Growing trees is a well-known science that has been studied by various cultures for millennia. Universities and institutions spend millions of dollars in research and education on this pursuit each year. However, in conjunction with this science, art is also involved. Growing trees is a collaborative form of both science and art in which horticultural moves are made based upon the desired aesthetic, which in return provokes a reaction by the tree. This reaction may lead to balance, symmetry and vigor, but it may also lead to unexpected and unwanted consequences. The grower must be observant and listen to the tree’s needs and keep them in balance with his or her own. It is at this point of convergence, where the needs of self and business can only be satisfied by listening to and heeding the needs of the tree, that the ‘scientific’ art of growing begins.
There are many who appreciate the beauty of trees, plants and landscapes. The Landscape Architect is rightfully celebrated as an artist, but the professional, hands-on plant manager is typically not thought of in terms of artistry. However, the individual who shapes and nurtures the tree is practicing one of the world’s oldest art forms. Over time this daily interaction between plant and person becomes second nature and wisdom is born. It is the type of wisdom that finds its origins in the classroom, but can only be realized with practice, on the ground and near the dirt.
Conformity is a part of life and most artists study those that came before and adhere to accepted standards. However, conformity can be a limiting factor, for significant breakthroughs typically occur when boundaries are expanded. Ideas and concepts born on the pillow and deployed in the landscape, nursery, or garden, may forever change the art of growing.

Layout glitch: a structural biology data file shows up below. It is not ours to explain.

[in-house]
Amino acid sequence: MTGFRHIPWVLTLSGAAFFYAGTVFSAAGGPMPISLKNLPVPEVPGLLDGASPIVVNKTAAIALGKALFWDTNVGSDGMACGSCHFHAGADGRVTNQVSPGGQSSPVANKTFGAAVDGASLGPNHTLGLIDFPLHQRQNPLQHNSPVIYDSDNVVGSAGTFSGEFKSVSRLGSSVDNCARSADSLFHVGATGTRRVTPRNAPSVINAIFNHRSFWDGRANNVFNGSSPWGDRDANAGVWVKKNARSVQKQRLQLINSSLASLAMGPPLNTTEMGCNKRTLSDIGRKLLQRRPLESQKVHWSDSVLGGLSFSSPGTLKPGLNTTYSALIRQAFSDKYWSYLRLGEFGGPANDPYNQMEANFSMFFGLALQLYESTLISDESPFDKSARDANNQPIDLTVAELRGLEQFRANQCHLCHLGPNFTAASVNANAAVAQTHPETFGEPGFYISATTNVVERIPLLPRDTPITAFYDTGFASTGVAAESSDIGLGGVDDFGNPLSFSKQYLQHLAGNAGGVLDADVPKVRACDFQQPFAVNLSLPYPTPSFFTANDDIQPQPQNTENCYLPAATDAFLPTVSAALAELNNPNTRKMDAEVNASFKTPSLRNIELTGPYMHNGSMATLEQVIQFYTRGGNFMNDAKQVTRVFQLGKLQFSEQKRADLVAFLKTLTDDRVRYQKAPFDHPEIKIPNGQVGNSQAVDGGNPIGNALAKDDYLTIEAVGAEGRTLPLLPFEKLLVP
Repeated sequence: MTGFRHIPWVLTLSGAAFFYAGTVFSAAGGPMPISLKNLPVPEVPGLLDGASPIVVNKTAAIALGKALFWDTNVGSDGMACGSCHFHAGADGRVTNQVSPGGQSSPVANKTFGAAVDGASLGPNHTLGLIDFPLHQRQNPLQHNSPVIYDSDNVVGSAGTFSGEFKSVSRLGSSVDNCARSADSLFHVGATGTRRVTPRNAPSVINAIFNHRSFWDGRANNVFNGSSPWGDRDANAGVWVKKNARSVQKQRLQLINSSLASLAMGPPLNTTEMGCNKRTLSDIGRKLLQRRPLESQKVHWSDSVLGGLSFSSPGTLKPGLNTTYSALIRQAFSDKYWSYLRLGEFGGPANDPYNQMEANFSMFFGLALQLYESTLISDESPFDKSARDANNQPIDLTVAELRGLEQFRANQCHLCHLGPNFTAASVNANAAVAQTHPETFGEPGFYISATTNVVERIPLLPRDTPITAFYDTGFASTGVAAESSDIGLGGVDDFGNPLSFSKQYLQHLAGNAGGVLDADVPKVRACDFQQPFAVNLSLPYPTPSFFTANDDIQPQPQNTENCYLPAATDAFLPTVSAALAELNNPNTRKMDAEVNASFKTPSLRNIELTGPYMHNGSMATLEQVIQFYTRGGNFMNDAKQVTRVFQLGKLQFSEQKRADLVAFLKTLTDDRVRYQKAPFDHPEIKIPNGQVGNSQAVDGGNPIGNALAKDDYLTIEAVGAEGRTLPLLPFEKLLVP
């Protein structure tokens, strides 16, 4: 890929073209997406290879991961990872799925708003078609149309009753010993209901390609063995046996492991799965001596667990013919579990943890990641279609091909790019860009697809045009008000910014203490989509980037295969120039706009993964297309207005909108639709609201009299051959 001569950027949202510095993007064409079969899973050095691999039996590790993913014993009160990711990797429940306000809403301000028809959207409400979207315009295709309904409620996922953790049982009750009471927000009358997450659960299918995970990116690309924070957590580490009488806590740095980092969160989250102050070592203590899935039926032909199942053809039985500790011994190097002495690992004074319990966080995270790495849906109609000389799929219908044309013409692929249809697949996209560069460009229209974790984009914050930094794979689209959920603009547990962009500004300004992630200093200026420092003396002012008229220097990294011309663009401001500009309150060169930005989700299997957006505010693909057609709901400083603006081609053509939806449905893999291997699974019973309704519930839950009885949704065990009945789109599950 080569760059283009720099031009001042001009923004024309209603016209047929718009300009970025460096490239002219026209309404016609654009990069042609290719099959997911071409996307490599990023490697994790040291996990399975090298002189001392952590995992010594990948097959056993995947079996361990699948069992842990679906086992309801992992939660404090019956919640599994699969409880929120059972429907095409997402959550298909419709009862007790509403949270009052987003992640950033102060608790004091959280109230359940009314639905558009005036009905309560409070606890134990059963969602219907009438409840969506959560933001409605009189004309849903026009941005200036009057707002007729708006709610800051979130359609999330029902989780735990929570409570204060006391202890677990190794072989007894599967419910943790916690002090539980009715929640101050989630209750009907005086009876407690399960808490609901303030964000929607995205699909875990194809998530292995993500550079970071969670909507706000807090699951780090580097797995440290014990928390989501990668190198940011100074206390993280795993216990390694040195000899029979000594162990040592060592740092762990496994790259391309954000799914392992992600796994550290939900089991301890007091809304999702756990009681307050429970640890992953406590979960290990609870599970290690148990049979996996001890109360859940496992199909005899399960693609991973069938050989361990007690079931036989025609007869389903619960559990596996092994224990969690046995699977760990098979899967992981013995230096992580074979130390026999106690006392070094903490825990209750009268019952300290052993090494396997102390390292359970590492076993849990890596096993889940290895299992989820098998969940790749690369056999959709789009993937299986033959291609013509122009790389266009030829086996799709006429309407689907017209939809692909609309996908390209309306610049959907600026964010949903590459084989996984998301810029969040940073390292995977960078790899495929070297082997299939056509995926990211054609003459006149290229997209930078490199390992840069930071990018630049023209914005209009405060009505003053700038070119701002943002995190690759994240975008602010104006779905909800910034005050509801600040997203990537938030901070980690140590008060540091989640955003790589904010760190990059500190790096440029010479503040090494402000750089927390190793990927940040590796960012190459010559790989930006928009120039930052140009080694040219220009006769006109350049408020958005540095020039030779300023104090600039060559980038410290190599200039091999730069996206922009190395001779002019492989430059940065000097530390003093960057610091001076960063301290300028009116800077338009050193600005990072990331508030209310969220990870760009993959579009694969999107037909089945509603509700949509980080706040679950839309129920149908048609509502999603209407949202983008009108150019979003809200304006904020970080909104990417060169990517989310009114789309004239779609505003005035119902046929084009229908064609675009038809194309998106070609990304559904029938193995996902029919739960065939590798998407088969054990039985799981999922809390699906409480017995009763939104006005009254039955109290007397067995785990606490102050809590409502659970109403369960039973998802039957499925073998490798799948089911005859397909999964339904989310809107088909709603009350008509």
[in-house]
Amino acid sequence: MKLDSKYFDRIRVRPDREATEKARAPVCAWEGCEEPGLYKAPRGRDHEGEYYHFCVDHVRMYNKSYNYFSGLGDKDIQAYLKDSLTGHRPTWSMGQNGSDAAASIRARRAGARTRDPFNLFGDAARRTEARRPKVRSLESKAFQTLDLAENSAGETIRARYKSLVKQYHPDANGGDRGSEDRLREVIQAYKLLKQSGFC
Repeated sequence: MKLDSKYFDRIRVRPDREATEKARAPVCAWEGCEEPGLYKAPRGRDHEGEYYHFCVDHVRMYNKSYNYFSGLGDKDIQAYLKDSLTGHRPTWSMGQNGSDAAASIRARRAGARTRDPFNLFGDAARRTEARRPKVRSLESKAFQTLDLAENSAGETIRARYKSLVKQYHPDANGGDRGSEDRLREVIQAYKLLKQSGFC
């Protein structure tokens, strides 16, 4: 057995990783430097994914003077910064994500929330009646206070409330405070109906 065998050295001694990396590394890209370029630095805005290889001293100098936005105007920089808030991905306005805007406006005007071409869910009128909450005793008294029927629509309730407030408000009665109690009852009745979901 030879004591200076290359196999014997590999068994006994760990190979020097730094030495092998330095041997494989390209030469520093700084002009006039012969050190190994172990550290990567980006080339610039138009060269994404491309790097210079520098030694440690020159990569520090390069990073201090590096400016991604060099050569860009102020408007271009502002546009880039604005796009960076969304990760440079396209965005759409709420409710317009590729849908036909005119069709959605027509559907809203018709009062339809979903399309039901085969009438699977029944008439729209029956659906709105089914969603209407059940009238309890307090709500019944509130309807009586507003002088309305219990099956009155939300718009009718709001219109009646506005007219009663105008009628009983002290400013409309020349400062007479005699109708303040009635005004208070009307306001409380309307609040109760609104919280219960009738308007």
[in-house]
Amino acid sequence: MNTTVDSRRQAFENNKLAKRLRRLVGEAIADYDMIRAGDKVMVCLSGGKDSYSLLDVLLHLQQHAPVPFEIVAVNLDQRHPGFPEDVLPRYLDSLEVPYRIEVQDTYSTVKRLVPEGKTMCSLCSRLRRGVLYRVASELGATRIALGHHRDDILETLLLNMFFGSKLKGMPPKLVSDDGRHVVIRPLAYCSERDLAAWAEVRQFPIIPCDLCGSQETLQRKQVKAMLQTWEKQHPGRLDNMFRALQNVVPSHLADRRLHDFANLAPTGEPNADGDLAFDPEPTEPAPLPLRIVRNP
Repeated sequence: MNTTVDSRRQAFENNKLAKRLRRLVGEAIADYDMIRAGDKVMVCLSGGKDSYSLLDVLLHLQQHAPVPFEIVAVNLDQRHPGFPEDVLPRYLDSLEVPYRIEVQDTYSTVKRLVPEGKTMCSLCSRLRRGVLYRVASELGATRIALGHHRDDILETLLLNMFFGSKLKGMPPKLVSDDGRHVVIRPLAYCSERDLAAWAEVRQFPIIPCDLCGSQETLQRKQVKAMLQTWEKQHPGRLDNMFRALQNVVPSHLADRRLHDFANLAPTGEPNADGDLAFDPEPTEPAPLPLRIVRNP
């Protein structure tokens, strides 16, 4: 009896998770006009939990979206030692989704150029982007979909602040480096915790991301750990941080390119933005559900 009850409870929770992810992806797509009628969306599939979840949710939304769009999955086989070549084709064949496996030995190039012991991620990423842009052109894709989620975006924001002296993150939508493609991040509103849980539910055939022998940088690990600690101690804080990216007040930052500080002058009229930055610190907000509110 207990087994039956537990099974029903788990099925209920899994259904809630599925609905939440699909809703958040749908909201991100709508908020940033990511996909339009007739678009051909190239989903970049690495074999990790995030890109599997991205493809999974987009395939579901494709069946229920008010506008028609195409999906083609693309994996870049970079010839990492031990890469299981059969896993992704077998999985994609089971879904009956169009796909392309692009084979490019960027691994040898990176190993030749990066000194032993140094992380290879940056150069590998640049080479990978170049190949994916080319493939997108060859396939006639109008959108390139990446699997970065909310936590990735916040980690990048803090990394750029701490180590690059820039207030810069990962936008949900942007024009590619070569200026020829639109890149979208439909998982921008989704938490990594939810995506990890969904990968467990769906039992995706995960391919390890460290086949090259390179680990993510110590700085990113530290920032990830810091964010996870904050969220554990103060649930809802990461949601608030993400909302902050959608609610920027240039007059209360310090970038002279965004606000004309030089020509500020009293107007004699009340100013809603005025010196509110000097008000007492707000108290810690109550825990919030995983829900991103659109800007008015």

Much like a painter who spends decades working upon a single canvas, growing trees is a long-term passion. A tree planted today in fifty years will have been through unimaginable change, enduring many hardships, always reacting to and interacting with the environment around it. Along the way the tree will have taken paths unforeseen and it would be impossible to predict exactly how it will look then. However, every pruning cut made when the tree was young will have induced a reaction and this will still be evident if you look close enough. The vision of the grower will have blended with the vision of the tree and become one.